Interfaith Dialogue - A Catholic View

Interfaith Dialogue ­ a Catholic View, by Michael L Fitzgerald and John BorelliI SBN 0-28`-05383-9

For a great many people, the notion of dialogue and interaction with the faithful of other Religions is still something new. The 'pull' to remain closed in our own Christian community, within the security it offers, is strong. For Roman Catholics the turning point was the Second Vatican Council, held in the early 1960s. In a talk I heard by Tom Stransky, one of the architects of the Vatican II documents on other Religions and on Religious Freedom, he conveyed the radical "newness" of what the Holy Spirit achieved through the Council in the Church's relations with people of other Faiths. It was a complete turnaround.

Two Catholics who have played a very significant part in helping the wider community to absorb, understand and implement the teaching of the Council are the authors of this magnificent book. Archbishop Michael Fitzgerald is a Missionary of Africa (White Father) who has specialised in Islam and Christian-Muslim relations. He spent many years at the Pontifical Council for Interreligious Dialogue in Rome and is currently the Pope's Ambassador to Egypt and the Arab League. John Borelli is a layman who became Associate Director of the Secretariat for Ecumenical and Interreligious Affairs at the US Conference of Catholic Bishops. In that role he oversaw dialogue with Muslims, Buddhists and Hindus. He is currently Special Assistant to the President for Interreligious Initiatives at Georgetown University in Washington DC.

Following most valuable pages on their personal journeys, the book expands into three sections: Dialogue in General, Christian-Muslim Relations and Wider Horizons.

Dialogue in General is particularly useful to those starting out on the road of friendly relations with neighbours of other Faiths. It considers the basis for the Catholic Church's commitment to interreligious dialogue; the types of dialogue (dialogue of life, of action, of discourse and exchange on particular subjects and themes, and the dialogue of religious experience); and the dispositions for dialogue, especially a balanced attitude and strong religious conviction. This is followed by theological reflections on religious pluralism, on Jesus Christ as "the Way" and on the role of the Spirit. An excellent chapter addresses 'pluralism and the parish' in a way which many pastors and people would admire, touching on the "do's and don'ts" of interreligious prayer and on the delicate question of interfaith marriages. The final chapter upholds the essential role of the laity in furthering dialogue.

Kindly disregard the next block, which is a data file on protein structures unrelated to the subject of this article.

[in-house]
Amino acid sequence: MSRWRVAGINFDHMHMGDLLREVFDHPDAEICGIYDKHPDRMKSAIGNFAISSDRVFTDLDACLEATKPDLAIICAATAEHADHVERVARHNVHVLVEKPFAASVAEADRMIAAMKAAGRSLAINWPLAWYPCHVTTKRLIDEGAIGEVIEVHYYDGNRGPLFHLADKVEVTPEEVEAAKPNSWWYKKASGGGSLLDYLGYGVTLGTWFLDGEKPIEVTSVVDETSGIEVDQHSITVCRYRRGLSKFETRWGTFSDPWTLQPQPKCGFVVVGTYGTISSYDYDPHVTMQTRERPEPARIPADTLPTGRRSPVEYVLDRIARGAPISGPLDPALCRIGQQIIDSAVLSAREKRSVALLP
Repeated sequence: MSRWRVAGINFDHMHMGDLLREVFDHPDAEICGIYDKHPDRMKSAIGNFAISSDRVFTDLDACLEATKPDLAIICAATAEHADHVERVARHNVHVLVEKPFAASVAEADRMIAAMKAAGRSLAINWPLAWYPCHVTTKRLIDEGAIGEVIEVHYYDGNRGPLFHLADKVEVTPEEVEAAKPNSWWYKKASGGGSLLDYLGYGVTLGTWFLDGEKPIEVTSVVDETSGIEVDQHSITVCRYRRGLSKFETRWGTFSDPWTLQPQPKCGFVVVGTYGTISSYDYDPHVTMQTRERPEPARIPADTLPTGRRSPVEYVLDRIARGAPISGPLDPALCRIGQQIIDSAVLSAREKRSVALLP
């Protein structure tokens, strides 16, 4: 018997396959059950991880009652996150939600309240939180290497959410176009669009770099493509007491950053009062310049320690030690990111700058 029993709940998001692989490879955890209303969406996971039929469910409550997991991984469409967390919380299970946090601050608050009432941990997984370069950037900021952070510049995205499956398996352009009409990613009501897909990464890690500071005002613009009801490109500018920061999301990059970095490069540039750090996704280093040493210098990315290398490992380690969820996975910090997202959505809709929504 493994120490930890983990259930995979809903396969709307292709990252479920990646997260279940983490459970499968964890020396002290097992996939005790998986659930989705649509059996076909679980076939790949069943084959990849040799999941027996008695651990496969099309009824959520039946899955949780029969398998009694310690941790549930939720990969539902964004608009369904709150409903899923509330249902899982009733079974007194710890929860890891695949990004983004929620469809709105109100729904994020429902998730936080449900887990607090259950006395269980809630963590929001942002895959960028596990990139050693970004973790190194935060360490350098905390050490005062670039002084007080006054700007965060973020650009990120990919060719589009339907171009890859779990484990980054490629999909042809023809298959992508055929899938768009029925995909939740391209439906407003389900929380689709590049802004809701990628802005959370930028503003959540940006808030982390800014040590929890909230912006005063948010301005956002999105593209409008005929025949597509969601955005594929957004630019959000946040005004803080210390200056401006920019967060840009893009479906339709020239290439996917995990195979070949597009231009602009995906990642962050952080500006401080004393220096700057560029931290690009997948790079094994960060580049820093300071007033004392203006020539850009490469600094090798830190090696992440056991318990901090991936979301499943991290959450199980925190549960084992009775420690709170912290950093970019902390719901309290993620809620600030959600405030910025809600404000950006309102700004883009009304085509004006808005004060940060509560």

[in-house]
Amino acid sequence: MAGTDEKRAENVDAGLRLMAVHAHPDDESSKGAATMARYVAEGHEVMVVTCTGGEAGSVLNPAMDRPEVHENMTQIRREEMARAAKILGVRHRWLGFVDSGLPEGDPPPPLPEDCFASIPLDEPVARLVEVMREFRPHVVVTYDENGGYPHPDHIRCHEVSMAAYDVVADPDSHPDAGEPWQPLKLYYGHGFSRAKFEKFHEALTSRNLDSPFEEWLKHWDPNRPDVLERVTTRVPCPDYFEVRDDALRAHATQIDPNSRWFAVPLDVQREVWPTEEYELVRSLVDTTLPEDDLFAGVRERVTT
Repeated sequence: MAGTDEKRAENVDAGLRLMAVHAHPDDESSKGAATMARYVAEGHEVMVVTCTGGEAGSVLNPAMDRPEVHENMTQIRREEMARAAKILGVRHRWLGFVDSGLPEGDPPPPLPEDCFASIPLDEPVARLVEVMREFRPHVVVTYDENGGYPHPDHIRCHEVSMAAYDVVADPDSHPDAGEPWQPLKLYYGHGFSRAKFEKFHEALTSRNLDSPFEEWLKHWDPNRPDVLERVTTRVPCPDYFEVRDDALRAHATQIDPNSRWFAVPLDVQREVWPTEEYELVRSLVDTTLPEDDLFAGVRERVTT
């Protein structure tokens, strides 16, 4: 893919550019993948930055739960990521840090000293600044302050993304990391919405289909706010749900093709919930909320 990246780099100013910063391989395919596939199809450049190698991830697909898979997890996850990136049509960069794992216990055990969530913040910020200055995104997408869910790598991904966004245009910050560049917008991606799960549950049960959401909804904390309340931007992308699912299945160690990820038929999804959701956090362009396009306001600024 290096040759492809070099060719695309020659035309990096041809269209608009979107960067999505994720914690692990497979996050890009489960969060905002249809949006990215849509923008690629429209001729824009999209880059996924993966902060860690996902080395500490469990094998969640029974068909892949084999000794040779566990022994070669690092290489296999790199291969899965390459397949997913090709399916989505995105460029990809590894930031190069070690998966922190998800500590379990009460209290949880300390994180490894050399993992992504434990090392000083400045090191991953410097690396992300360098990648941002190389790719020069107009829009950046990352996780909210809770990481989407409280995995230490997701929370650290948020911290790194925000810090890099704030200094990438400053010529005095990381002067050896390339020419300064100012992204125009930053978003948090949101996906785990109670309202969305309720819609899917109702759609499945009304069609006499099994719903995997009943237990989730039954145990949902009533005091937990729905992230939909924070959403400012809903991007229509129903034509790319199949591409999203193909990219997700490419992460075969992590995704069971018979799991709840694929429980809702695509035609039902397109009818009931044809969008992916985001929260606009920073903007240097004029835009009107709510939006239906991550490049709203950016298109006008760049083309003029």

Christian-Muslim Relations are nothing if not vital for peace and harmony in our society today. The seven chapters illuminate in particular the change 'from heresy to religion', Muslims in Europe and the contribution of Christians and Muslims together to creating a culture of peace.

Wider Horizons presents a broad range of considerations in seven further chapters. Particularly helpful are those on "Witnessing to Christ: ecumenism and interreligious dialogue", the chapter on forgiveness in the various religions and the chapter on the understanding of Christ in religions.

All in all, this book is an invaluable resource and is to be recommended.

first posted LONDON - 14 November 2006 - 500 words

Share this story